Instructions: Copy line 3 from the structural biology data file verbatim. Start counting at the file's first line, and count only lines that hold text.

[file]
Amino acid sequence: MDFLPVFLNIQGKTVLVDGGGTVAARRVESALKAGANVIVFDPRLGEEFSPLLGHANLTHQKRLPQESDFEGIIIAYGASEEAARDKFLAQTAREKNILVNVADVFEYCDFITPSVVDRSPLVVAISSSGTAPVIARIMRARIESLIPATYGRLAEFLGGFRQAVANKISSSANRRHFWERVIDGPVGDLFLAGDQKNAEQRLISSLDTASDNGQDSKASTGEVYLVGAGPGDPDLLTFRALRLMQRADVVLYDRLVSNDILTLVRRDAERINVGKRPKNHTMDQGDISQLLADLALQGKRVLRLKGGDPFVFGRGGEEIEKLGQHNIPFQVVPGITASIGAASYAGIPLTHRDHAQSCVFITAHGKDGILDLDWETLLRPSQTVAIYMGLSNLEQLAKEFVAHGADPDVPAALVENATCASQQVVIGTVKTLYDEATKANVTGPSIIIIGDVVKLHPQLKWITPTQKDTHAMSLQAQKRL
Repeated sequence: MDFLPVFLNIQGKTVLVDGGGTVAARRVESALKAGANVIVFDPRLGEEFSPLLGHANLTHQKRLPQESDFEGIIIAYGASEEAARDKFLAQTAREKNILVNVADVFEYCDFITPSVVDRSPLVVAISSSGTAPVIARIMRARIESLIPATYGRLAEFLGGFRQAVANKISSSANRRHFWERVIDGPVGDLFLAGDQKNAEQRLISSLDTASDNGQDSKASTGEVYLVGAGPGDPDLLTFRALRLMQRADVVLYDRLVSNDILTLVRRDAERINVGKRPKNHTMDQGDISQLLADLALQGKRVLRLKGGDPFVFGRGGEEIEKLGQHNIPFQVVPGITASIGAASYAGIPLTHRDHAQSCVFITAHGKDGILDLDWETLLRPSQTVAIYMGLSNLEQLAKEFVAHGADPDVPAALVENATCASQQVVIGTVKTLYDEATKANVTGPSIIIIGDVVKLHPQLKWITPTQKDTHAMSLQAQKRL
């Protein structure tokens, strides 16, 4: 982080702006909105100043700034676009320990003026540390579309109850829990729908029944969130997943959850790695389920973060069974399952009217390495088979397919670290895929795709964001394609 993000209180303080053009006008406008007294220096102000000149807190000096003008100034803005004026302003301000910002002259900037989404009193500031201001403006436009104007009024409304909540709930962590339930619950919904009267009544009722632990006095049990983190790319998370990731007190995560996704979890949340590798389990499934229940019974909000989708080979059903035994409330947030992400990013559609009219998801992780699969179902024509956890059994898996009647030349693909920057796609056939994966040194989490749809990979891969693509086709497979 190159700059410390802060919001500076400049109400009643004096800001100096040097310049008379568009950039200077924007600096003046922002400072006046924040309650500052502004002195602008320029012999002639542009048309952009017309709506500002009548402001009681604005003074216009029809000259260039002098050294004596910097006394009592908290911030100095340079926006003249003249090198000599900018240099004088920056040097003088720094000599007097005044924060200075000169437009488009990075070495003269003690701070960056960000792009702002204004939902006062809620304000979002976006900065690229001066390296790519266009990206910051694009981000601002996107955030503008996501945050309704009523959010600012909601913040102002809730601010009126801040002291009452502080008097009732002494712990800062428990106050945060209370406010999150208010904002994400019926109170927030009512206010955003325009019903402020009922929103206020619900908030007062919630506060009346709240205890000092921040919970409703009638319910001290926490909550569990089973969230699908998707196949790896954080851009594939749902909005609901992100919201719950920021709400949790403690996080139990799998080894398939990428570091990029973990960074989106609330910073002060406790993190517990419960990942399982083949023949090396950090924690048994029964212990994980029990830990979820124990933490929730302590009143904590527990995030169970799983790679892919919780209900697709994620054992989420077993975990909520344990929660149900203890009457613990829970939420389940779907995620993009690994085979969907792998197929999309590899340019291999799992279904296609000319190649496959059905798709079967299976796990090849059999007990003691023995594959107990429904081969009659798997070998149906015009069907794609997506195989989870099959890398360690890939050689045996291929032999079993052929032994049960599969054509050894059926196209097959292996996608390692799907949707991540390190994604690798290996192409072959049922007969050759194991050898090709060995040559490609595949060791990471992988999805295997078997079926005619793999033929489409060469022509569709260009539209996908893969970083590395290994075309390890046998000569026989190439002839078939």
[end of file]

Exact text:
């Protein structure tokens, strides 16, 4: 982080702006909105100043700034676009320990003026540390579309109850829990729908029944969130997943959850790695389920973060069974399952009217390495088979397919670290895929795709964001394609 993000209180303080053009006008406008007294220096102000000149807190000096003008100034803005004026302003301000910002002259900037989404009193500031201001403006436009104007009024409304909540709930962590339930619950919904009267009544009722632990006095049990983190790319998370990731007190995560996704979890949340590798389990499934229940019974909000989708080979059903035994409330947030992400990013559609009219998801992780699969179902024509956890059994898996009647030349693909920057796609056939994966040194989490749809990979891969693509086709497979 190159700059410390802060919001500076400049109400009643004096800001100096040097310049008379568009950039200077924007600096003046922002400072006046924040309650500052502004002195602008320029012999002639542009048309952009017309709506500002009548402001009681604005003074216009029809000259260039002098050294004596910097006394009592908290911030100095340079926006003249003249090198000599900018240099004088920056040097003088720094000599007097005044924060200075000169437009488009990075070495003269003690701070960056960000792009702002204004939902006062809620304000979002976006900065690229001066390296790519266009990206910051694009981000601002996107955030503008996501945050309704009523959010600012909601913040102002809730601010009126801040002291009452502080008097009732002494712990800062428990106050945060209370406010999150208010904002994400019926109170927030009512206010955003325009019903402020009922929103206020619900908030007062919630506060009346709240205890000092921040919970409703009638319910001290926490909550569990089973969230699908998707196949790896954080851009594939749902909005609901992100919201719950920021709400949790403690996080139990799998080894398939990428570091990029973990960074989106609330910073002060406790993190517990419960990942399982083949023949090396950090924690048994029964212990994980029990830990979820124990933490929730302590009143904590527990995030169970799983790679892919919780209900697709994620054992989420077993975990909520344990929660149900203890009457613990829970939420389940779907995620993009690994085979969907792998197929999309590899340019291999799992279904296609000319190649496959059905798709079967299976796990090849059999007990003691023995594959107990429904081969009659798997070998149906015009069907794609997506195989989870099959890398360690890939050689045996291929032999079993052929032994049960599969054509050894059926196209097959292996996608390692799907949707991540390190994604690798290996192409072959049922007969050759194991050898090709060995040559490609595949060791990471992988999805295997078997079926005619793999033929489409060469022509569709260009539209996908893969970083590395290994075309390890046998000569026989190439002839078939």